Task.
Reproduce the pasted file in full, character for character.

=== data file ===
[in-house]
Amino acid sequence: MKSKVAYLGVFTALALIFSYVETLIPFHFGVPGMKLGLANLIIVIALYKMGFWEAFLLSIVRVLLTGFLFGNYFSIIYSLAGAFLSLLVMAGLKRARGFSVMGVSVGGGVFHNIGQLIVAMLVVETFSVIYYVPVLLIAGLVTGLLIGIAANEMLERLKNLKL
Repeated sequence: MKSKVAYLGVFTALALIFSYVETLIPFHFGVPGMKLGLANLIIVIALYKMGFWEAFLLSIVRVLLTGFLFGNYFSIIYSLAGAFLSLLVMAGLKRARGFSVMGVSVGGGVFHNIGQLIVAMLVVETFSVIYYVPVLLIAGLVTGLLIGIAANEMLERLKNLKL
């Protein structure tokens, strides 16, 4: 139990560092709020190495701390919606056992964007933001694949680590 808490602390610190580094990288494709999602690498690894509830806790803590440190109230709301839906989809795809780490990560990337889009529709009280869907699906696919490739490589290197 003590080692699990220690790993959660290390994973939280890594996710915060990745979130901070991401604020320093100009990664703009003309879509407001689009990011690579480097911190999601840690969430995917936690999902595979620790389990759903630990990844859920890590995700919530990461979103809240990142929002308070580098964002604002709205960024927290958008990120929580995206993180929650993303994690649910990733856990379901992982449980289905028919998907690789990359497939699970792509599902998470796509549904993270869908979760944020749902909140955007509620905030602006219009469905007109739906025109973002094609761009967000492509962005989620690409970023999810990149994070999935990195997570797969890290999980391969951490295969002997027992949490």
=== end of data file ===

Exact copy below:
[in-house]
Amino acid sequence: MKSKVAYLGVFTALALIFSYVETLIPFHFGVPGMKLGLANLIIVIALYKMGFWEAFLLSIVRVLLTGFLFGNYFSIIYSLAGAFLSLLVMAGLKRARGFSVMGVSVGGGVFHNIGQLIVAMLVVETFSVIYYVPVLLIAGLVTGLLIGIAANEMLERLKNLKL
Repeated sequence: MKSKVAYLGVFTALALIFSYVETLIPFHFGVPGMKLGLANLIIVIALYKMGFWEAFLLSIVRVLLTGFLFGNYFSIIYSLAGAFLSLLVMAGLKRARGFSVMGVSVGGGVFHNIGQLIVAMLVVETFSVIYYVPVLLIAGLVTGLLIGIAANEMLERLKNLKL
């Protein structure tokens, strides 16, 4: 139990560092709020190495701390919606056992964007933001694949680590 808490602390610190580094990288494709999602690498690894509830806790803590440190109230709301839906989809795809780490990560990337889009529709009280869907699906696919490739490589290197 003590080692699990220690790993959660290390994973939280890594996710915060990745979130901070991401604020320093100009990664703009003309879509407001689009990011690579480097911190999601840690969430995917936690999902595979620790389990759903630990990844859920890590995700919530990461979103809240990142929002308070580098964002604002709205960024927290958008990120929580995206993180929650993303994690649910990733856990379901992982449980289905028919998907690789990359497939699970792509599902998470796509549904993270869908979760944020749902909140955007509620905030602006219009469905007109739906025109973002094609761009967000492509962005989620690409970023999810990149994070999935990195997570797969890290999980391969951490295969002997027992949490």